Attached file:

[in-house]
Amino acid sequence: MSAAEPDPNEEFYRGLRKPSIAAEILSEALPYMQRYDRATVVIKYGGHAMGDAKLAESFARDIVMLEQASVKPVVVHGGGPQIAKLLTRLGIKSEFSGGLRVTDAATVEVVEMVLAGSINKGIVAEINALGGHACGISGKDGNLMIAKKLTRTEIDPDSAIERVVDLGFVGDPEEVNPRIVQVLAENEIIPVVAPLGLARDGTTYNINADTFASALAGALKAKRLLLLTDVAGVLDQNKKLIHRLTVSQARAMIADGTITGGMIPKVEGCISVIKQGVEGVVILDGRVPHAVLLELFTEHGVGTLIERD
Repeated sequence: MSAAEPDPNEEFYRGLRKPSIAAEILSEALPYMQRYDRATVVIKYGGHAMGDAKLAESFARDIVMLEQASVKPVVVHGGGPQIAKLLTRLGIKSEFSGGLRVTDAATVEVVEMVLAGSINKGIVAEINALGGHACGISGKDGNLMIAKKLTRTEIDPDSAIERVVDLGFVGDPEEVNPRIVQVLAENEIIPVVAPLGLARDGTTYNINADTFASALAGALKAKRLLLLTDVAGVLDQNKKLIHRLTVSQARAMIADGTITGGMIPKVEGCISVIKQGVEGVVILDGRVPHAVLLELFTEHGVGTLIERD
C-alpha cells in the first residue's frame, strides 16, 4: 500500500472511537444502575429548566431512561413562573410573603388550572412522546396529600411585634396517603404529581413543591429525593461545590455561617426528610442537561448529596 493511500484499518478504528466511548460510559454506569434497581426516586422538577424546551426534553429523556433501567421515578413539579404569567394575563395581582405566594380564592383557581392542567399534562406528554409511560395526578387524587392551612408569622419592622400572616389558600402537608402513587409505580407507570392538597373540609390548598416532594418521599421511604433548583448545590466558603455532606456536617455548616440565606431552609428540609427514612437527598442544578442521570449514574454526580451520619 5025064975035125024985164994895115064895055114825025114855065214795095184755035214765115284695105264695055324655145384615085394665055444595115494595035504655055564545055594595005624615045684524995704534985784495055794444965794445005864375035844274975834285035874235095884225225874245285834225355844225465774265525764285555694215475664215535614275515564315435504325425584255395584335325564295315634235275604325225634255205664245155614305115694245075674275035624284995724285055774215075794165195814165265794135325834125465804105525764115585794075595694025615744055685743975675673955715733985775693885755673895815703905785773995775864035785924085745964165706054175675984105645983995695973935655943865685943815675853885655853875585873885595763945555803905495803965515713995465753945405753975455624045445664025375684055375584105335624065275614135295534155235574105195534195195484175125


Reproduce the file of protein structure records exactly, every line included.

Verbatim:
[in-house]
Amino acid sequence: MSAAEPDPNEEFYRGLRKPSIAAEILSEALPYMQRYDRATVVIKYGGHAMGDAKLAESFARDIVMLEQASVKPVVVHGGGPQIAKLLTRLGIKSEFSGGLRVTDAATVEVVEMVLAGSINKGIVAEINALGGHACGISGKDGNLMIAKKLTRTEIDPDSAIERVVDLGFVGDPEEVNPRIVQVLAENEIIPVVAPLGLARDGTTYNINADTFASALAGALKAKRLLLLTDVAGVLDQNKKLIHRLTVSQARAMIADGTITGGMIPKVEGCISVIKQGVEGVVILDGRVPHAVLLELFTEHGVGTLIERD
Repeated sequence: MSAAEPDPNEEFYRGLRKPSIAAEILSEALPYMQRYDRATVVIKYGGHAMGDAKLAESFARDIVMLEQASVKPVVVHGGGPQIAKLLTRLGIKSEFSGGLRVTDAATVEVVEMVLAGSINKGIVAEINALGGHACGISGKDGNLMIAKKLTRTEIDPDSAIERVVDLGFVGDPEEVNPRIVQVLAENEIIPVVAPLGLARDGTTYNINADTFASALAGALKAKRLLLLTDVAGVLDQNKKLIHRLTVSQARAMIADGTITGGMIPKVEGCISVIKQGVEGVVILDGRVPHAVLLELFTEHGVGTLIERD
C-alpha cells in the first residue's frame, strides 16, 4: 500500500472511537444502575429548566431512561413562573410573603388550572412522546396529600411585634396517603404529581413543591429525593461545590455561617426528610442537561448529596 493511500484499518478504528466511548460510559454506569434497581426516586422538577424546551426534553429523556433501567421515578413539579404569567394575563395581582405566594380564592383557581392542567399534562406528554409511560395526578387524587392551612408569622419592622400572616389558600402537608402513587409505580407507570392538597373540609390548598416532594418521599421511604433548583448545590466558603455532606456536617455548616440565606431552609428540609427514612437527598442544578442521570449514574454526580451520619 5025064975035125024985164994895115064895055114825025114855065214795095184755035214765115284695105264695055324655145384615085394665055444595115494595035504655055564545055594595005624615045684524995704534985784495055794444965794445005864375035844274975834285035874235095884225225874245285834225355844225465774265525764285555694215475664215535614275515564315435504325425584255395584335325564295315634235275604325225634255205664245155614305115694245075674275035624284995724285055774215075794165195814165265794135325834125465804105525764115585794075595694025615744055685743975675673955715733985775693885755673895815703905785773995775864035785924085745964165706054175675984105645983995695973935655943865685943815675853885655853875585873885595763945555803905495803965515713995465753945405753975455624045445664025375684055375584105335624065275614135295534155235574105195534195195484175125